Laser Cutter Tutorial - FabLab@School - Part 1 of 3: Creating Files in CorelDraw

Uploaded by TLTLaboratory on 27.12.2010

Hello, and welcome to the first of a three part tutorial series which will teach you
how to use a laser cutter. This tutorial series was created at the Transformative Learning
Technologies Lab at Stanford University. In our tutorials we will be using the educational
edition of CorelDraw and an Epilog Helix laser cutter. That said, most of the techniques
and settings that will be demonstrated are transferable to other software packages and
laser cutters. In part one of our series, we will use CorelDraw
to create a cheat sheet of laser cutter terminology, part two will explain the Epilog printing
preferences, and part three will discuss how to set up the laser cutter hardware for successful
cutting and engraving. Before we start I would like to mention that
certain parts of this tutorial will go very quickly and you may need to pause and/or rewind
to keep up. Additionally, if you would prefer to read a transcript of this tutorial alongside
screen shots, please visit the TLTL website where a copy is available.
Ok, let’s get started, first open Coreldraw and start a new document. On our computer
we have already created a document preset for the laser cutter which provides a page
that matches the dimensions of our cutter. If you do not have stored profile, you can
input the dimensions of your engraver in the text input boxes below. In our case this is
24x18 inches (or 61 by 45.7 centimeters) , but different machines might have different
cutting areas, such as 12x12 or 12x24 inches. After your page is correct, press ok.
Before beginning to add content, the first thing we would like to do is set our origin
to the top left corner which will match the epilog machine. Before being able to do this,
we need to make sure the rulers are visible, to check whether they are, navigate to the
view menu and make sure the “rulers” choice has a checkmark next to it. Once they are
visible, move your mouse to the top left where there is a small resize icon. Click and drag
this icon until you reach the top left corner of the page. Once you arrive at the page and
both the vertical and horizontal lines overlap, let go of the mouse and your origin will be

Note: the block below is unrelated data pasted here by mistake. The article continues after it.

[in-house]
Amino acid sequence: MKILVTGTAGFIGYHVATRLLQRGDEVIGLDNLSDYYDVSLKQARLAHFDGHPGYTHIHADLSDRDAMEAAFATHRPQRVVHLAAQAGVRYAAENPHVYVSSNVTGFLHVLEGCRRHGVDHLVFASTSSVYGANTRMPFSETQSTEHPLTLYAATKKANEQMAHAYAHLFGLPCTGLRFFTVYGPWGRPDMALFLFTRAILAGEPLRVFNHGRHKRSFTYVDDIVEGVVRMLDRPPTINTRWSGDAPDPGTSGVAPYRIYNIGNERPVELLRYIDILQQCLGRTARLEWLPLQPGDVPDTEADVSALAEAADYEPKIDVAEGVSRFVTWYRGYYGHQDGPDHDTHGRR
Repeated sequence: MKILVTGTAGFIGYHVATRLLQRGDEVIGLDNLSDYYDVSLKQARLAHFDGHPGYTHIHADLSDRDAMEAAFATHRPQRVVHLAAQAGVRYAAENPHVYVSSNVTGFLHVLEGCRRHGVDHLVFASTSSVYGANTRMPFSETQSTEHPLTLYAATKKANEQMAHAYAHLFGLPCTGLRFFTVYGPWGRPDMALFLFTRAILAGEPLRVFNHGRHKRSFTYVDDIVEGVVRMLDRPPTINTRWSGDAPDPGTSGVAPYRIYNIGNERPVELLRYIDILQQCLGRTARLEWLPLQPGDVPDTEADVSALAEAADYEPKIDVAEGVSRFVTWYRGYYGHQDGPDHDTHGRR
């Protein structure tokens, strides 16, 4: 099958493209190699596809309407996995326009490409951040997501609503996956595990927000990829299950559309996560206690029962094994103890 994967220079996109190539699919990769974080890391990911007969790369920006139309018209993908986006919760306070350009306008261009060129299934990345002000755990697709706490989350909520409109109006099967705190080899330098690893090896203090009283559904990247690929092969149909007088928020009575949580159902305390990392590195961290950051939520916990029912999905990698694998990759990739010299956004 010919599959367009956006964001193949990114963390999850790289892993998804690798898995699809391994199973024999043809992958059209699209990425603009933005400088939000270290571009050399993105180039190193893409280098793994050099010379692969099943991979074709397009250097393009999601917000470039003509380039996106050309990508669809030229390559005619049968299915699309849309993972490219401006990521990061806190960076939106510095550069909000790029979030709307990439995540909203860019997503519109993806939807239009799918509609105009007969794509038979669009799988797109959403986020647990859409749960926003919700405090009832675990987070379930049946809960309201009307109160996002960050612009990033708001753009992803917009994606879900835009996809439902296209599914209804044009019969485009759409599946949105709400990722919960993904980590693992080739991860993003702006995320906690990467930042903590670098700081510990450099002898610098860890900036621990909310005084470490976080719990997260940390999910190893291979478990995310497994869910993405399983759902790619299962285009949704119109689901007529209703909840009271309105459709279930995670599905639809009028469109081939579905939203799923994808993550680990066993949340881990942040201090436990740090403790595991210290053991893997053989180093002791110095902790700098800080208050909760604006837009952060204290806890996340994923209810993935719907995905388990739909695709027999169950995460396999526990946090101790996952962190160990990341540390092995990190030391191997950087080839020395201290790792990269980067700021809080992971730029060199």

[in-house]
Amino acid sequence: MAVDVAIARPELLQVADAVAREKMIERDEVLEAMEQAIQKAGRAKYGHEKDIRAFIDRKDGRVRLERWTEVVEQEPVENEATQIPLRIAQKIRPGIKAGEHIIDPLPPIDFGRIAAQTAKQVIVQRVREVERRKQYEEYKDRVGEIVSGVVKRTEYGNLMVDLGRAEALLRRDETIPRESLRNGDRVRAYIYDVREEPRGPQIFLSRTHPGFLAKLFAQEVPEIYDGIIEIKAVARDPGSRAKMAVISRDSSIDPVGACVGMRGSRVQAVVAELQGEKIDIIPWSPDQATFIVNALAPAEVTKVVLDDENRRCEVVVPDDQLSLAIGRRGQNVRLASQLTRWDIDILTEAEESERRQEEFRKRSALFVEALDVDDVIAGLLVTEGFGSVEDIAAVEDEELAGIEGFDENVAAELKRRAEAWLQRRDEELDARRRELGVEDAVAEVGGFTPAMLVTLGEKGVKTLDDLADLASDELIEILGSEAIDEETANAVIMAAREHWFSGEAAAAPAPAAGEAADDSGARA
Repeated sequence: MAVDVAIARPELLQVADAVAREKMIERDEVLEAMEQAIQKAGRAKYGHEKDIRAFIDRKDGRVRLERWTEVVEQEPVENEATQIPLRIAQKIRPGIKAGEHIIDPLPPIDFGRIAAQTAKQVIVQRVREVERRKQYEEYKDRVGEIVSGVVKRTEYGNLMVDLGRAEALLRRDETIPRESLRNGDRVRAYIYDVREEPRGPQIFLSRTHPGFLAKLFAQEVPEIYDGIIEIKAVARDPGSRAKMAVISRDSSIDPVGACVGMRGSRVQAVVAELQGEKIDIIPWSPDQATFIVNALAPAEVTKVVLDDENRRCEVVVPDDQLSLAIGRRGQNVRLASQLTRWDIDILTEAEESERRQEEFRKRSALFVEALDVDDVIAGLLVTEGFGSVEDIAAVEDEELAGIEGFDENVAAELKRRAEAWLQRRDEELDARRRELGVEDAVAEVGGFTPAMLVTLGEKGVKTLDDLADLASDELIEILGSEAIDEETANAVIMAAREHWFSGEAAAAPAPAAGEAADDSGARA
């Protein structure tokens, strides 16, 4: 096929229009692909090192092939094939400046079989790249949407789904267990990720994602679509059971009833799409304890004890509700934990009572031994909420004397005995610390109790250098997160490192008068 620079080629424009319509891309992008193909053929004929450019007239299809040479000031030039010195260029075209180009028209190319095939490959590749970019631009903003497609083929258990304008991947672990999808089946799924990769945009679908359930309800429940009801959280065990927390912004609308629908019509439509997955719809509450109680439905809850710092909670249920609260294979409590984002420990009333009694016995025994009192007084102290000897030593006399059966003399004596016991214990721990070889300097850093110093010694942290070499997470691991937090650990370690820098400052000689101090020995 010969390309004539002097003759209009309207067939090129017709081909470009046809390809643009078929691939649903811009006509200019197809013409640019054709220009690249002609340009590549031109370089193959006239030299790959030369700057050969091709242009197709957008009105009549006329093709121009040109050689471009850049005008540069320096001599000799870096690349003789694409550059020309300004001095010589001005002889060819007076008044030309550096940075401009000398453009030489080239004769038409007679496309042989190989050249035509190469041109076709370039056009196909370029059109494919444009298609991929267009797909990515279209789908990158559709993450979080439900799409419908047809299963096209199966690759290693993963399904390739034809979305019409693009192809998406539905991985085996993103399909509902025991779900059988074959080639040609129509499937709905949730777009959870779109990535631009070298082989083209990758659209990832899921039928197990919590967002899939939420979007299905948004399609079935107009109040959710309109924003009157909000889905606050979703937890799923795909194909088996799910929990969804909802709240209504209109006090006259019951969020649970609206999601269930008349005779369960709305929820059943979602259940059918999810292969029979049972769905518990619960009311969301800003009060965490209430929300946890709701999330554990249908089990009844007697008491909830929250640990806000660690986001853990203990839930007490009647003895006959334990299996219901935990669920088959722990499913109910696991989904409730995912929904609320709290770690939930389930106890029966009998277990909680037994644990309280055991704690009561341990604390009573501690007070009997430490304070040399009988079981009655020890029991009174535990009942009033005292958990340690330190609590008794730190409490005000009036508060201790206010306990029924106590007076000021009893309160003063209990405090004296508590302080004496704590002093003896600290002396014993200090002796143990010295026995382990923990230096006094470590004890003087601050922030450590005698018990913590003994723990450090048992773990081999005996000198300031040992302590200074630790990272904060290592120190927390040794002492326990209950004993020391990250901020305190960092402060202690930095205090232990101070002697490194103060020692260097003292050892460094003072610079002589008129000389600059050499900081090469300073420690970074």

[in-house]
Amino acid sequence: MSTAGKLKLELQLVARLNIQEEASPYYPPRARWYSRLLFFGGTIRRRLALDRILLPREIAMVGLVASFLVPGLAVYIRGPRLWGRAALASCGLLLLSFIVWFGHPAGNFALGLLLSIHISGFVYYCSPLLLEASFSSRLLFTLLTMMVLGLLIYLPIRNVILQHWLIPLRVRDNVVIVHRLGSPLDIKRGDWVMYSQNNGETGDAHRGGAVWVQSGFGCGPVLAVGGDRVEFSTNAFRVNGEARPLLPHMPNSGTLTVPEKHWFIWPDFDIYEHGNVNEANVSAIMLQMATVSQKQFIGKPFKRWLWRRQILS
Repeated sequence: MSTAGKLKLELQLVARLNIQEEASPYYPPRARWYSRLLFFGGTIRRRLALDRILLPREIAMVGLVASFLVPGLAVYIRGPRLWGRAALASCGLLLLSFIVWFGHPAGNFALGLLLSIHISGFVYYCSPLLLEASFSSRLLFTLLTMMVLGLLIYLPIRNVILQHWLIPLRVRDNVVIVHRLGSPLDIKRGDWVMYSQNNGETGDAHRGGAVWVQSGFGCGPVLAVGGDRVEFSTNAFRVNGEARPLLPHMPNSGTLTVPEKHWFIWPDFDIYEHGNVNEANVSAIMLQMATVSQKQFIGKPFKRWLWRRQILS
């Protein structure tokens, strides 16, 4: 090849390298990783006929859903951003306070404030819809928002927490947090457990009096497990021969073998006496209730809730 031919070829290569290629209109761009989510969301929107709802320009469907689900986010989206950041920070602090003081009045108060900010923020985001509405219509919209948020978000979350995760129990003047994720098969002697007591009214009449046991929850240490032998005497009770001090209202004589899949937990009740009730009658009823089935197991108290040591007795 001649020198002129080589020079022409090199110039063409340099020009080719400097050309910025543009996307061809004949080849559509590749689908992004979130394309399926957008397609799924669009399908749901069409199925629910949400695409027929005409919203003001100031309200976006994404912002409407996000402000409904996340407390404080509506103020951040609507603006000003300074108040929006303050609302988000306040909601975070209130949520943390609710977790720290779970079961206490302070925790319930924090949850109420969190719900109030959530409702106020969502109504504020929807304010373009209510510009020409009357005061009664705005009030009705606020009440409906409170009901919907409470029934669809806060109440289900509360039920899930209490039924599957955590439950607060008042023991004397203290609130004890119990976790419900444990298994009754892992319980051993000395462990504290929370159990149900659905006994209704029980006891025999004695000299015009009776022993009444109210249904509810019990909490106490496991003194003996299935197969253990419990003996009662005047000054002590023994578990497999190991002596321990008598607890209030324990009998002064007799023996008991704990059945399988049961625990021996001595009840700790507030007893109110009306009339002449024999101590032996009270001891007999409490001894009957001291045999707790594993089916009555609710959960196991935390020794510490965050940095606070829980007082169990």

set. After setting the origin, we can start to
add content to the page. Start by selecting the rectangle tool and then click and drag
to make a rectangle anywhere on the page. After completing our box go up to the top
left corner of the screen where there are two sets of input boxes, one for the object’s
position and one for the object’s size. Additionally, there is also a padlock icon
which signifies whether the dimensions are locked to each other. If the icon is currently
locked, click it to unlock it now. With the lock unlocked, change the size to 3 inches
by 2 inches (or 7.5 centimeters by 5 centimeters) by entering the numbers into each of the right
hand boxes. Once the size is correct, locate the rectangle in the upper left corner of
the page by clicking the center and dragging it into place. After placing the rectangle,
proceed to the top of the screen and choose “To Fit” from the zoom controls. This
will zoom the screen to our rectangle which will make it much easier to see our work as
we proceed. Next we are going to add a circular cutout
in the top left corner of the card. To do this we will select the ellipse tool and drag
to create an ellipse. You will notice that when you first begin dragging, the aspect
ratio is not constrained and you can make all kinds of ellipses. Since we would like
to create a circle, we need to hold down the control key which forces the tool to create
a circle. After completing the circle, navigate to lock icon near the object size boxes and
this time make sure the lock is in the locked position. Once you have done so, change the
horizontal dimension to .25 inches (or 0.6 centimeters) which will also force the vertical
dimension to change. Now, move your circle into the top left corner of your rectangle.
At this point, we are going to ensure the rectangle and circle will be cut by setting
their outline widths to “hairline”. Within CorelDraw, “hairline” is the smallest
possible outline width and if set, the laser cutter will interpret the shape as a cut.